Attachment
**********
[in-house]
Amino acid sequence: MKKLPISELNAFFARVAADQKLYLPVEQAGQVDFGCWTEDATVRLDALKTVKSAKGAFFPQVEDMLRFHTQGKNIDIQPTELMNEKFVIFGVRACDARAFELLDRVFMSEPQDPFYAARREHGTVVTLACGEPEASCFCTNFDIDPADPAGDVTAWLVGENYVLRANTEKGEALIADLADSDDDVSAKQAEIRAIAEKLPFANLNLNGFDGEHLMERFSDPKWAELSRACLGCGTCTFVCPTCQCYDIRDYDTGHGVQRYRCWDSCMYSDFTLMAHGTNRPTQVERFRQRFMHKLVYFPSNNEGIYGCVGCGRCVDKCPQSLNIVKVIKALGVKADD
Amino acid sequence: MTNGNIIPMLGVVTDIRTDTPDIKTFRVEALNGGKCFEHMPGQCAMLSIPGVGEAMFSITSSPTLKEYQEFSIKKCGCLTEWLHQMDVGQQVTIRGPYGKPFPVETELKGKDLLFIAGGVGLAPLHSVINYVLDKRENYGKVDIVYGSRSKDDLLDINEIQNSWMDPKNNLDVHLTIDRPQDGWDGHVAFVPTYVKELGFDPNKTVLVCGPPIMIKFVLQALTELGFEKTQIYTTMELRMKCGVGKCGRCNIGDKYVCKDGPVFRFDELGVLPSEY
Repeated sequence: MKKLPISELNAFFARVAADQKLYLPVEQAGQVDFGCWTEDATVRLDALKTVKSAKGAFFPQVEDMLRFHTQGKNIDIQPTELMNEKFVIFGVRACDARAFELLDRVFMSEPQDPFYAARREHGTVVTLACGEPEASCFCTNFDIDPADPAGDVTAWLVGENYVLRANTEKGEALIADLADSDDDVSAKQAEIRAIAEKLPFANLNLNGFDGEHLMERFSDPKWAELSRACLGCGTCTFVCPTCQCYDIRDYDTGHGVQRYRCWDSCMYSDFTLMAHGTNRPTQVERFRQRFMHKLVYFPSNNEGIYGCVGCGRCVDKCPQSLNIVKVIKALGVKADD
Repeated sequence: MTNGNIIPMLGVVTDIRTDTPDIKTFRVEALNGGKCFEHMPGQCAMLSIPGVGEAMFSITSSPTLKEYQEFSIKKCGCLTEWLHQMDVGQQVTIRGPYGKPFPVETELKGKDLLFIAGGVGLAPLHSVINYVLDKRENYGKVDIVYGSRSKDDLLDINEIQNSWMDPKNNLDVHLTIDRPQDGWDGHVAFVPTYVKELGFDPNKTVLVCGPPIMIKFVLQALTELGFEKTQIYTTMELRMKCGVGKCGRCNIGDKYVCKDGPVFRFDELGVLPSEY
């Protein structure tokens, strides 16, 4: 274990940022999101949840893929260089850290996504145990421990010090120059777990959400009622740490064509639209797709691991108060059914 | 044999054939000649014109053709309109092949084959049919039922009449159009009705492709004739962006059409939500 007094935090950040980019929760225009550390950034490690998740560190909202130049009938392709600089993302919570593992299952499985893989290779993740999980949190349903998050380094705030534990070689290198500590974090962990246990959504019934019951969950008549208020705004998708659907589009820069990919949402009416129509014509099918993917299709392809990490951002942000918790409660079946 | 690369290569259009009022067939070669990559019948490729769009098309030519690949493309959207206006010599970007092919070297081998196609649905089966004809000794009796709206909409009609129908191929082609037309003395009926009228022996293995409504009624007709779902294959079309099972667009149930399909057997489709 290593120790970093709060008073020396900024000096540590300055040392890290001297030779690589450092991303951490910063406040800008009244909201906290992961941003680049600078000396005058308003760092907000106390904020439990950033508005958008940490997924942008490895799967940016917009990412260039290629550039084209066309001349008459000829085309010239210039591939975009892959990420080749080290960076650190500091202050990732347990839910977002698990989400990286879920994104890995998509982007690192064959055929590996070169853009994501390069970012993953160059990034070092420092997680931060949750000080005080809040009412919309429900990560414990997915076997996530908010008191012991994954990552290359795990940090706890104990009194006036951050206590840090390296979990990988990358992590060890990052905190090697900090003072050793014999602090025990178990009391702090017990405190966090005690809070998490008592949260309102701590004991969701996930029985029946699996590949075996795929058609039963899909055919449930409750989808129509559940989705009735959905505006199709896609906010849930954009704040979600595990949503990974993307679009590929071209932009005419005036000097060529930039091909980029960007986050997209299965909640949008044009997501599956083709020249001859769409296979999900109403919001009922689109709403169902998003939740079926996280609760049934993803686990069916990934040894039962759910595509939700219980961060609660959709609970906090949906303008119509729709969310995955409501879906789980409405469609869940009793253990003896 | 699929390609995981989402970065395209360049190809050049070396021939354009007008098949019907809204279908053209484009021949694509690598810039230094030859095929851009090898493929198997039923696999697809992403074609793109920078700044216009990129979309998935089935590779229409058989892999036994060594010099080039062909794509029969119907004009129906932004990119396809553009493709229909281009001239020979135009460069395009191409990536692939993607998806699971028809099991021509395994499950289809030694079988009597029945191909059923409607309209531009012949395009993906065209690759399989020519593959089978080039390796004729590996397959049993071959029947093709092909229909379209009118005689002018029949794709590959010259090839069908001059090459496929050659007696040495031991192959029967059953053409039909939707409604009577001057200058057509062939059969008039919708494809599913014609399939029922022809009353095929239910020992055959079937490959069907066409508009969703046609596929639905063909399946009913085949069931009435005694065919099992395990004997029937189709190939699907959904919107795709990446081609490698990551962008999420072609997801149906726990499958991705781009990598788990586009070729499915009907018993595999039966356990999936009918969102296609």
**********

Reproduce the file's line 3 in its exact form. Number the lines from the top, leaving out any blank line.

Amino acid sequence: MTNGNIIPMLGVVTDIRTDTPDIKTFRVEALNGGKCFEHMPGQCAMLSIPGVGEAMFSITSSPTLKEYQEFSIKKCGCLTEWLHQMDVGQQVTIRGPYGKPFPVETELKGKDLLFIAGGVGLAPLHSVINYVLDKRENYGKVDIVYGSRSKDDLLDINEIQNSWMDPKNNLDVHLTIDRPQDGWDGHVAFVPTYVKELGFDPNKTVLVCGPPIMIKFVLQALTELGFEKTQIYTTMELRMKCGVGKCGRCNIGDKYVCKDGPVFRFDELGVLPSEY